John E. Tourtellotte and Charles F. Hummel embedded exquisite detail throughout Idaho’s Capitol of Light. Artisans used rare materials to create a structure that is now priceless and irreplaceable.  

Within the central section’s North Wing, then home to the Idaho Supreme Court, function and form merged in the hand painted clock above the justices’ bench. Built into its niche, designers likely hoped the timepiece would count down the minutes of oral arguments and judicial deliberations for generations to come.  

However, within 30 years of the Capitol’s opening, the clock had been hidden from view and painted with an image of the scales of justice over a legal tome. The rationale for this decision has been lost to time, but an unfortunate incident reintroduced Idahoans to the North Wing clock. 

On New Year’s Eve of 1992, cigarette embers in the Attorney General’s Office ignited a blaze in the building’s North Wing. The next afternoon, a security guard pulled the fire alarm (no smoke detectors had sounded) and crews doused the flames. Damages were assessed at more than $3.2 million. During the recovery, the clock was rediscovered and restored to its former glory.  

In many ways, the fire lit the spark for the Capitol’s restoration. So much had gone wrong. Yet, rebuilding after the disaster gave Idahoans a chance to see how the Capitol could be transformed into a safe and functional space that stayed true to the grandeur its original architects envisioned.  

In the 1960s, Bank of Idaho commissioned this painting of Idaho’s Territorial Capitol from Boisean Quinten Gregory. Gregory was a successful artist, known for his realistic paintings and the instructional videos he created to teach his craft to others. This painting was eventually purchased by William Campbell and was donated to the Gem State at its centennial in 1990. 

The subject of the piece once stood where the East Wing of the Capitol is today. Finished in 1886, the four-story, red brick structure was designed by Detroit architect Elijah E. Myers. Meyers had amassed an impressive portfolio as the architect behind several capitol buildings across the United States. 

The building served as the base of Idaho government for 24 years. Even after the central section of the State Capitol was completed, the Territorial Capitol continued to house state agencies such as the Idaho State Historical Society. Once construction began on the State Capitol’s wings 1919, the Territorial Capitol was demolished. 

This unique piece bridges the gap between so many different times in Idaho’s capital city. From the late 19th century when the Territorial Capitol was finished, to the changing city of the 1960s, and even the celebration of 100 years of statehood in 1990. Quentin’s piece is a fitting tribute to the Gem State’s first dedicated hall of government.  

Outside the Lincoln Auditorium hangs a large chromolithograph painting of the 16th President of the United States. This 1863 portrait of Abraham Lincoln in its original frame was once owned by John Wanamaker (1838-1922) of Philadelphia, the man credited with inventing the modern department store. 

Wanamaker first met the president-elect in 1861 when Lincoln was traveling to Washington, D.C. for his inauguration. On June 16, 1864, Wanamaker was introduced to Lincoln again when the President returned to Philadelphia raising money for Civil War soldiers, widows and orphans. Inspired by these encounters, Wanamaker later lectured and wrote about President Lincoln. In 1908, he published a book called “The Wanamaker Primer on Abraham Lincoln.”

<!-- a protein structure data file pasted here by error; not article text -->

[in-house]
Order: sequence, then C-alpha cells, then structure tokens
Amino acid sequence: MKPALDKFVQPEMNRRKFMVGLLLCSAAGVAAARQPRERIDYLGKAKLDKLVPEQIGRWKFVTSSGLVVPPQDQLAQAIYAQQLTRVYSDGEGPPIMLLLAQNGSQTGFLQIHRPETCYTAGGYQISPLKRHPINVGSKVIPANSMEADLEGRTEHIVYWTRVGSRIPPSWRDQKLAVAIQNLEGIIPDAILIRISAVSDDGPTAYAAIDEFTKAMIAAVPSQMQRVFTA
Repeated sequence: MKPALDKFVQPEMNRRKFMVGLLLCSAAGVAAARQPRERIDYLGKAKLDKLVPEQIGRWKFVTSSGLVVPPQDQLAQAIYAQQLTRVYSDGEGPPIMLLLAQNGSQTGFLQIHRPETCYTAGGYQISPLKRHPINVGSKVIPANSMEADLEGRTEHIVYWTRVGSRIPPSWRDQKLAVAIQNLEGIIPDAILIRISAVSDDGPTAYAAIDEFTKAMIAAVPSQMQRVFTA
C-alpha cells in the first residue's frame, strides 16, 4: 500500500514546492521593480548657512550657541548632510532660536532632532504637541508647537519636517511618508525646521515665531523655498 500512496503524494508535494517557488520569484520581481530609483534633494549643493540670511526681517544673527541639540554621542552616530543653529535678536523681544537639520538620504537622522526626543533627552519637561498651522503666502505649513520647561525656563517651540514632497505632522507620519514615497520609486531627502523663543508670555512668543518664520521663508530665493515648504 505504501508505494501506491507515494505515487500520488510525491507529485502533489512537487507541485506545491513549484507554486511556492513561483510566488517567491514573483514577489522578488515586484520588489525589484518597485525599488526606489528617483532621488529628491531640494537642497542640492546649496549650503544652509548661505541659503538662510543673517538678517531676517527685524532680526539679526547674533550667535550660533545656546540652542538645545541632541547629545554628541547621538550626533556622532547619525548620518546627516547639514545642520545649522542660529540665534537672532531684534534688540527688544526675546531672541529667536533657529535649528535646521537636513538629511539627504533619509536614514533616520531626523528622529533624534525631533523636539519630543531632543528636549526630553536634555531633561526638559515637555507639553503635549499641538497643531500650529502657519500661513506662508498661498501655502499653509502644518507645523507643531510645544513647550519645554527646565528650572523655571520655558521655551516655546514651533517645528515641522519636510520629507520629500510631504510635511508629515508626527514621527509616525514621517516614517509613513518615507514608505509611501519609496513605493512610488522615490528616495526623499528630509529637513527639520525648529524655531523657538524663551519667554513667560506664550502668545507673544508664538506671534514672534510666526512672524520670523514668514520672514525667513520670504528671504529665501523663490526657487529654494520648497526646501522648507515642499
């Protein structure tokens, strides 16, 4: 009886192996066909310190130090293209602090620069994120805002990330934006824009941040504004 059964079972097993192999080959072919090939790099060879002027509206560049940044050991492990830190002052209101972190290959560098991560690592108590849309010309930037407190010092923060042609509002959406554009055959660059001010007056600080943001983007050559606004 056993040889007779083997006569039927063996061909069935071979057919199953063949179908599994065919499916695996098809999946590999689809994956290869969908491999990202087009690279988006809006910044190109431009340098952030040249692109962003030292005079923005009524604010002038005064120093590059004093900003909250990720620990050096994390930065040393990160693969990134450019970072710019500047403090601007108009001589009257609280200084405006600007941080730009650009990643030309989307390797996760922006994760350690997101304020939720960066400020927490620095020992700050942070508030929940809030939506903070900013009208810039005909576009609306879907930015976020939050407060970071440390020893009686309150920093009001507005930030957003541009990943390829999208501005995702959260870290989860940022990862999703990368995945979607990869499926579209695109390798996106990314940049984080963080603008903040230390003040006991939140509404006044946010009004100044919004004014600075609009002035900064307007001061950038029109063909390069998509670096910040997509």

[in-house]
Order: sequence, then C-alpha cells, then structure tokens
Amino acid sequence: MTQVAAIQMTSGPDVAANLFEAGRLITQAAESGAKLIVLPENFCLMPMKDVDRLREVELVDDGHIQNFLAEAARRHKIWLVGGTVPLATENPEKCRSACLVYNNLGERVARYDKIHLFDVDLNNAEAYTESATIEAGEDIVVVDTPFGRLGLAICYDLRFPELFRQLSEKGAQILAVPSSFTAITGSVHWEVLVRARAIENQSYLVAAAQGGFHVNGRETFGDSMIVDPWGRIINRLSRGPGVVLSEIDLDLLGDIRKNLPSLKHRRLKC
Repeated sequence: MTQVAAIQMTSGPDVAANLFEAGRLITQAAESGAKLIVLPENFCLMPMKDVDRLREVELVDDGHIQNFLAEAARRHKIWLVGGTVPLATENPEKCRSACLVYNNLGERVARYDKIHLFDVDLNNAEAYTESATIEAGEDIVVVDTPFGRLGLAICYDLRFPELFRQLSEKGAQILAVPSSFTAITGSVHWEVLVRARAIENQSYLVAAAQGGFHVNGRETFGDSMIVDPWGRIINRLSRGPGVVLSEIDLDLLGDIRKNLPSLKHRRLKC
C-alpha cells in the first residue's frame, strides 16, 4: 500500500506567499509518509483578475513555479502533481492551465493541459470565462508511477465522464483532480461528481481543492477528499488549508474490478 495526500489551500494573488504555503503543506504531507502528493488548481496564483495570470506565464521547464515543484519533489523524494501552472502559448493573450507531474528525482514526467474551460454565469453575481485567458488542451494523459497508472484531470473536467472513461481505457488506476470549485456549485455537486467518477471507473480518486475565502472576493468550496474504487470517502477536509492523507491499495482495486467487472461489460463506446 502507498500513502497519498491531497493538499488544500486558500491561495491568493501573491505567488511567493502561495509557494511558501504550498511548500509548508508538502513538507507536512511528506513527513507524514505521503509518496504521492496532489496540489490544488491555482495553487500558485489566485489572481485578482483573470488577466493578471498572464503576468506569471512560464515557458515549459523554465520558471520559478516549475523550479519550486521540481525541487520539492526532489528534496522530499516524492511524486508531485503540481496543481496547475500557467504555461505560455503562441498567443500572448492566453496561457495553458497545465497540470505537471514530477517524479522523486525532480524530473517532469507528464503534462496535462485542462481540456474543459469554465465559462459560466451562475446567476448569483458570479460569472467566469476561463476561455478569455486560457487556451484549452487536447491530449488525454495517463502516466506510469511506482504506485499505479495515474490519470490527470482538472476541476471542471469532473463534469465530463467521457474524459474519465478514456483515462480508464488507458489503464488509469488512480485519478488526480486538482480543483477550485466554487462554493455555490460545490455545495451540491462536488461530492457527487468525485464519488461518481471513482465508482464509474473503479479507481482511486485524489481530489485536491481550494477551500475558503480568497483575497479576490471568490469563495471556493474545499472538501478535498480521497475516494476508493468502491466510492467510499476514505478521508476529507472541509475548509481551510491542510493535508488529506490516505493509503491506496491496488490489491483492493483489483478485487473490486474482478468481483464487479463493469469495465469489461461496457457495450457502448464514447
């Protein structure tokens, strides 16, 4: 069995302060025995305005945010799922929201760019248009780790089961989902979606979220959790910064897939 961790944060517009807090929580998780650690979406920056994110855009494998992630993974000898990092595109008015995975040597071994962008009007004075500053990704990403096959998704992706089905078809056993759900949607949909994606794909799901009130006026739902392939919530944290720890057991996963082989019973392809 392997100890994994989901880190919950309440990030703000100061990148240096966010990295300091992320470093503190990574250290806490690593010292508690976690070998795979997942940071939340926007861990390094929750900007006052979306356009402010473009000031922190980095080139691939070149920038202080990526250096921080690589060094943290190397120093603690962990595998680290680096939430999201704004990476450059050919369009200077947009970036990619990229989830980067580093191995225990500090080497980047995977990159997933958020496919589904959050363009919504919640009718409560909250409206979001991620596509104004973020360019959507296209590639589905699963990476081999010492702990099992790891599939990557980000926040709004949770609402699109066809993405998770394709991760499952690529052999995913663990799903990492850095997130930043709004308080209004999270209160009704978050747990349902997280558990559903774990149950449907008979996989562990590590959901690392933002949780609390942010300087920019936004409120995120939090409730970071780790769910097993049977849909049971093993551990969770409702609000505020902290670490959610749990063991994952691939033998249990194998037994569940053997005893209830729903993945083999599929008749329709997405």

This portrait remained in the fifth-floor executive offices of Wanamaker’s Department Store until the 1970’s when it was purchased at a public sale. In 1992, it was rediscovered leaning against a chair on the lawn of a rural Pennsylvania antique store during a light rain. I purchased the piece and shipped it to the nation’s capital where it was displayed in the federal agency offices of the United States Nuclear Water Negotiator.  

For the 2013 Sesquicentennial of Idaho Territory, my wife, Nancy, and I donated the Wanamaker Portrait to the State of Idaho. Its prominent placement outside the Lincoln Auditorium links Idaho citizens to a man who twice shook the hand of President Abraham Lincoln.  

The original Winged Victory of Samothrace was created in the second century BCE. Carved from Parian marble, the figure of Nike, Greek goddess of victory, was recovered on the island of Samothrace in 1863 by Charles Champoiseau, of France.  

Upon its arrival in Paris, the statue became an iconic part of the Louvre Museum. At the outbreak of World War II in 1939, Winged Victory was removed to prevent her destruction. When peace returned, she was placed back on display but the country outside the museum was in dire straits.  

Citizens across the United States initiated a grassroots effort to send food, clothing, and financial aid to France and Italy. Approximately 700 boxcars full of $40 million worth of supplies made their way across the Atlantic for distribution throughout the two nations. 

In response to the “American Friendship Train,” the people of France started their own movement to fill a “Merci Train” with gifts of thanks for American aid. From children’s drawings to wallpaper, housewares to military medals, forty-nine “Forty-and-Eight” boxcars (named for the forty men or eight horses that could fit in each car) were filled and readied for distribution to each state. 

No two boxcars were the same. When Idaho’s boxcar arrived on February 22, 1949, Idahoans found this stunning plaster cast of Winged Victory of Samothrace inside. Today, Nike stands outside of Statuary Hall as a reminder of the Gem State’s connection to the world around us. 


Monday-Friday | 8 pm-5 pm
Saturday | 9 am-5 pm


700 W. Jefferson St.
Boise, ID 83702


(208) 332-1826